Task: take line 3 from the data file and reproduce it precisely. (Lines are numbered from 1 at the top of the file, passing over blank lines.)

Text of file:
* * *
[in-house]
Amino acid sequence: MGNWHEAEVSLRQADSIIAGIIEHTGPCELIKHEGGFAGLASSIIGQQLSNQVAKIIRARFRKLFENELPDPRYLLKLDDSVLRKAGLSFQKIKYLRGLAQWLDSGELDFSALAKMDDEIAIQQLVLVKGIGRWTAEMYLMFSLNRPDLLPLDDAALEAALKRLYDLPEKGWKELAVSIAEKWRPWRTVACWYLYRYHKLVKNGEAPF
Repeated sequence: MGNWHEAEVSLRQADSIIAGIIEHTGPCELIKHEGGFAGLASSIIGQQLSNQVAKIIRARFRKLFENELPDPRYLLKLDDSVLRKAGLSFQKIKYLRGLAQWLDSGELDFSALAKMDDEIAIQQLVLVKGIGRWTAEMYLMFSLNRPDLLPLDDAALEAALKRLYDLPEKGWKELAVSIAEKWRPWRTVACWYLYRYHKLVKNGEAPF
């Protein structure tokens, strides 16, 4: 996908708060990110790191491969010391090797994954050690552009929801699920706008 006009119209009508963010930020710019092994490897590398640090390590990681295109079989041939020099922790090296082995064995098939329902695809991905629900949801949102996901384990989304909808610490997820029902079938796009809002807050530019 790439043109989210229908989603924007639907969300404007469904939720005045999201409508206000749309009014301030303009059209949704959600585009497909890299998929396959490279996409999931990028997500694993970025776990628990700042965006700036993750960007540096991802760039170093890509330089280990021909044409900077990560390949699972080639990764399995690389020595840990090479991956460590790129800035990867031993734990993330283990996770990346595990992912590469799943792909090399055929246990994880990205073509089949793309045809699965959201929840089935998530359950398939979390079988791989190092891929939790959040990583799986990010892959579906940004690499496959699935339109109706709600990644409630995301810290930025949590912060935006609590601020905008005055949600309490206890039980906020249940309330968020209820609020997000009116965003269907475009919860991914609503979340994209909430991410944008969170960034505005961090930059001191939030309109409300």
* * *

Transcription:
Repeated sequence: MGNWHEAEVSLRQADSIIAGIIEHTGPCELIKHEGGFAGLASSIIGQQLSNQVAKIIRARFRKLFENELPDPRYLLKLDDSVLRKAGLSFQKIKYLRGLAQWLDSGELDFSALAKMDDEIAIQQLVLVKGIGRWTAEMYLMFSLNRPDLLPLDDAALEAALKRLYDLPEKGWKELAVSIAEKWRPWRTVACWYLYRYHKLVKNGEAPF